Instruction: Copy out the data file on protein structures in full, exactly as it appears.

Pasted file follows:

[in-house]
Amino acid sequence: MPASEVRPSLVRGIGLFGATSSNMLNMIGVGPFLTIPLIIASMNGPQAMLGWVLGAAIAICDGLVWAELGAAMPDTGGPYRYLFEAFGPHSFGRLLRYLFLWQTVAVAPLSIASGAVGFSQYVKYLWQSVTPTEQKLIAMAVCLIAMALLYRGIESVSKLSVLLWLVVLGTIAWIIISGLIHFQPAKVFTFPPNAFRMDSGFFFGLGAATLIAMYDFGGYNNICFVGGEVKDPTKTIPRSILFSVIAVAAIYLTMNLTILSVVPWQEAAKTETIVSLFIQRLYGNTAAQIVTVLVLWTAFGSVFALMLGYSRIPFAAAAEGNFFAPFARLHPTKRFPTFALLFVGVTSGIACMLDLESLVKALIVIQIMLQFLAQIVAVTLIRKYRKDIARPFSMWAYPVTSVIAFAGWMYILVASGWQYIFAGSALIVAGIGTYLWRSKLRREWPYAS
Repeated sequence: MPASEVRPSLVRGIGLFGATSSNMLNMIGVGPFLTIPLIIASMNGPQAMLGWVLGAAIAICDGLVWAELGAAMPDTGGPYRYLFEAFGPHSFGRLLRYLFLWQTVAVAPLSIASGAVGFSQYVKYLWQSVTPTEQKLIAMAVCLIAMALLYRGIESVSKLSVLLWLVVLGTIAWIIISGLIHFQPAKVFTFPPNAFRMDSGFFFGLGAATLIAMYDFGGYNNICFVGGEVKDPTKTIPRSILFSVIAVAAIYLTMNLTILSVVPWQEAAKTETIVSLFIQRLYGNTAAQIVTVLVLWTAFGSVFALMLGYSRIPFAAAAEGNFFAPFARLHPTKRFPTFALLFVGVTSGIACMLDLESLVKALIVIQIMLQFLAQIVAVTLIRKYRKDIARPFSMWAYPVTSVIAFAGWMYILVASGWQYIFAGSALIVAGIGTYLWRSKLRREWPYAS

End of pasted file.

[in-house]
Amino acid sequence: MPASEVRPSLVRGIGLFGATSSNMLNMIGVGPFLTIPLIIASMNGPQAMLGWVLGAAIAICDGLVWAELGAAMPDTGGPYRYLFEAFGPHSFGRLLRYLFLWQTVAVAPLSIASGAVGFSQYVKYLWQSVTPTEQKLIAMAVCLIAMALLYRGIESVSKLSVLLWLVVLGTIAWIIISGLIHFQPAKVFTFPPNAFRMDSGFFFGLGAATLIAMYDFGGYNNICFVGGEVKDPTKTIPRSILFSVIAVAAIYLTMNLTILSVVPWQEAAKTETIVSLFIQRLYGNTAAQIVTVLVLWTAFGSVFALMLGYSRIPFAAAAEGNFFAPFARLHPTKRFPTFALLFVGVTSGIACMLDLESLVKALIVIQIMLQFLAQIVAVTLIRKYRKDIARPFSMWAYPVTSVIAFAGWMYILVASGWQYIFAGSALIVAGIGTYLWRSKLRREWPYAS
Repeated sequence: MPASEVRPSLVRGIGLFGATSSNMLNMIGVGPFLTIPLIIASMNGPQAMLGWVLGAAIAICDGLVWAELGAAMPDTGGPYRYLFEAFGPHSFGRLLRYLFLWQTVAVAPLSIASGAVGFSQYVKYLWQSVTPTEQKLIAMAVCLIAMALLYRGIESVSKLSVLLWLVVLGTIAWIIISGLIHFQPAKVFTFPPNAFRMDSGFFFGLGAATLIAMYDFGGYNNICFVGGEVKDPTKTIPRSILFSVIAVAAIYLTMNLTILSVVPWQEAAKTETIVSLFIQRLYGNTAAQIVTVLVLWTAFGSVFALMLGYSRIPFAAAAEGNFFAPFARLHPTKRFPTFALLFVGVTSGIACMLDLESLVKALIVIQIMLQFLAQIVAVTLIRKYRKDIARPFSMWAYPVTSVIAFAGWMYILVASGWQYIFAGSALIVAGIGTYLWRSKLRREWPYAS